Rowan to Katharine: don’t wear your mitre in England

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From Hugh Muir’s Diary in The Guardian:

Katharine Jefferts Schori, the presiding bishop of the US church and the first woman ever to lead an Anglican province, preached at Southwark Cathedral last weekend despite muted hisses of disapproval by conservative evangelicals. But close observers would have seen there was something missing: no mitre on her head. Who could be responsible?


Step forward, Rowan Williams, Archbish of Canterbury, birthday boy (60 yesterday), who couldn’t stop her preaching but said she could not wear the symbol of her office, or carry a bishop’s crosier. Something to do with women bishops not yet being allowed in the C of E. A bit petty, some say, as Jefferts Schori is indeed a bishop and head of her national church – but in any event, she carried the mitre. And the subject for her sermon: God welcomes everyone, regardless of dress or condition.

Muir also notes this news about the ordination of women as bishops in Church of England:

And, with women clergy in the C of E looking forward to next month’s vote in the general synod in York – which is expected finally to agree that women can become bishops here – word comes of a last-minute attempt to scupper the plans. And who is responsible for that? Step forward again, Williams, who with fellow archbishop John Sentamu is framing an amendment to put off yet again making any decision.

The Presiding Bishop is visiting New Zealand and Australia next.

#mitregate

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Michael Russell
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Michael Russell

Perhaps we could have a Bishop chime in on this. What is protocol for mitre wearing and crozier carrying when you are in someone else's diocese?

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Chris Epting
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Peter,

I could not agree more with your post. Thank you for putting it so well!

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Peter Pearson
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Peter Pearson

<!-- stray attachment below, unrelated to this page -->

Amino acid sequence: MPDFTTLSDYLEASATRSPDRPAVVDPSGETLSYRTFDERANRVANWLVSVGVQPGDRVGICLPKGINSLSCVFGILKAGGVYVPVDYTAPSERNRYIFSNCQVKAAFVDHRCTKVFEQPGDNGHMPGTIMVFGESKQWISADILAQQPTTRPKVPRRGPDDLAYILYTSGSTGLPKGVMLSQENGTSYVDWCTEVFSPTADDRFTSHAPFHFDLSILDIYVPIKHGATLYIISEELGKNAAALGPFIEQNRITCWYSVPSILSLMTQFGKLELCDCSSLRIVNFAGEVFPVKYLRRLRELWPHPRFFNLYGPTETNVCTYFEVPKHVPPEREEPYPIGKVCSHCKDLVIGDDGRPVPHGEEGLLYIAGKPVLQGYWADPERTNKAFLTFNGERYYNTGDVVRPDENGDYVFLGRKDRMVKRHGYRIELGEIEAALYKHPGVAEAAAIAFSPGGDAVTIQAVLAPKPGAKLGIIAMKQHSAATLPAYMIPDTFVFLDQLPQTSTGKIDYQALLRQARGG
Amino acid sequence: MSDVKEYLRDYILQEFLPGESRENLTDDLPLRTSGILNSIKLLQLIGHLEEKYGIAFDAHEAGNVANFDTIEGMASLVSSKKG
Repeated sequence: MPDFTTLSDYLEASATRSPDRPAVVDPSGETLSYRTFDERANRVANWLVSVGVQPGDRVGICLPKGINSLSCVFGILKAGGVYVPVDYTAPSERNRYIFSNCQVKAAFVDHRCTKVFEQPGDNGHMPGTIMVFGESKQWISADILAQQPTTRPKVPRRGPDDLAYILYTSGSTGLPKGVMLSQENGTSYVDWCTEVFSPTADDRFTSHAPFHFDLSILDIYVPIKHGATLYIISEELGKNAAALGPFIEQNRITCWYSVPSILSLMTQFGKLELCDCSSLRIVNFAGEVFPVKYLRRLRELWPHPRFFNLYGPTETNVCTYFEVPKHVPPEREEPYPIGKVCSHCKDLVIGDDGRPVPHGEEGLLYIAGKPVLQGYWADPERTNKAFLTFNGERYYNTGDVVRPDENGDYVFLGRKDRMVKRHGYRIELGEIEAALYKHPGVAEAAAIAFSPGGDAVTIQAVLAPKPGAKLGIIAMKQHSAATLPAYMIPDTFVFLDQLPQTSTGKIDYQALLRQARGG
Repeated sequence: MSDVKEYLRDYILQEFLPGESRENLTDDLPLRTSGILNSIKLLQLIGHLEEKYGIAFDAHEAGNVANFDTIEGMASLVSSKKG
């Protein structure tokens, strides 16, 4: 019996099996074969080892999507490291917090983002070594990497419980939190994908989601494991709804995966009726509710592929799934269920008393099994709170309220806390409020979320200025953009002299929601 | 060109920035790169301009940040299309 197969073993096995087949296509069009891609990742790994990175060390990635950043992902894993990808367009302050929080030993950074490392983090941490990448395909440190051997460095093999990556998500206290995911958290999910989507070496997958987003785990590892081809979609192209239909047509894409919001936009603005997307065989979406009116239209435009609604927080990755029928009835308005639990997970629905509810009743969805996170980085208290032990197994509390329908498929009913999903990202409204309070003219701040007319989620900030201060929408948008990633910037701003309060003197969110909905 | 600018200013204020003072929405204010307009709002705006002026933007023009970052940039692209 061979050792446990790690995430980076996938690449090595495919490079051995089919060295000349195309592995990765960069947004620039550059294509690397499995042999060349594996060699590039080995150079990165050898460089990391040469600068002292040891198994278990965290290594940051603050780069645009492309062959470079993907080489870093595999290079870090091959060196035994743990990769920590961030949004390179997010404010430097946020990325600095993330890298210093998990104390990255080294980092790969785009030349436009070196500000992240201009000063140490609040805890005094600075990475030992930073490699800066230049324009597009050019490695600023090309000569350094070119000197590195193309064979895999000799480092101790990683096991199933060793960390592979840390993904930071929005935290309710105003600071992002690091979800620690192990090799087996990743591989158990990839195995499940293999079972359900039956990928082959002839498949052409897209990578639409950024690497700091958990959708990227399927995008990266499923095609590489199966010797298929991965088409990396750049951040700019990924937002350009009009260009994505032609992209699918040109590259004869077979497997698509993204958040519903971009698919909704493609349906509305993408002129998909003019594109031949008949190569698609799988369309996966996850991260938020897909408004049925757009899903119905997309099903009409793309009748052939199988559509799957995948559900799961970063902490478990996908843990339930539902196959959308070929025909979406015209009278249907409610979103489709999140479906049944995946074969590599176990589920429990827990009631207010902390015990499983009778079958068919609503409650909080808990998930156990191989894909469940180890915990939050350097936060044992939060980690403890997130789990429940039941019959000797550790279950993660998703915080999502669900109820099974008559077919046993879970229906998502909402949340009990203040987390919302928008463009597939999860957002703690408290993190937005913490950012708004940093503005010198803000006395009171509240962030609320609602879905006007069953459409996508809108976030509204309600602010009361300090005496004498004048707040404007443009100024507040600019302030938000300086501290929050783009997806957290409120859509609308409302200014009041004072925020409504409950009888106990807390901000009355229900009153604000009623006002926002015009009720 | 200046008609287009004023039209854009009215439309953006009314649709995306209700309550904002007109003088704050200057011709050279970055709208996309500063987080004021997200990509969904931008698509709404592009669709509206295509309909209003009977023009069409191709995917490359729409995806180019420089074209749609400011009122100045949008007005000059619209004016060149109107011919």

This news is not surprising and it made me wonder about what it must be like to be the person trying to keep this all together knowing that the task is impossible. Could it be that he knows that the American Church is indeed very humble and willing to work to assist in this so long as nothing vital is compromised (like the dignity of LGBT folks) and that our Katharine has the grace and graciousness to allow herself to be chastised and censured for the sake of a greater good? Could it be that we are achieving our desired ends by non-aggressive means? If this is what is happening, even the Archbishop of Canterbury knows that change is happening all around him and the only thing he can to is to attempt to soften the blow. I do not envy that man his place in this drama nor do I envy Katharine's prophetic role. Prophet's tend to get knocked around a great deal.

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Jim Naughton
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The Archbishop of Canterbury increasingly reminds me of the mistress of a girls' school who stalks the hallways with a ruler measuring to see whether skirts end too far above the knee.

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Rod Gillis
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Rod Gillis

Soooo, When Benedict arrives in merry olde, he will no doubt also be told not wear any overt symbols of the papal office, since according to the 39 articles ( :, he hath no jurisdiction etc. O but wait, Benedict is a boy!

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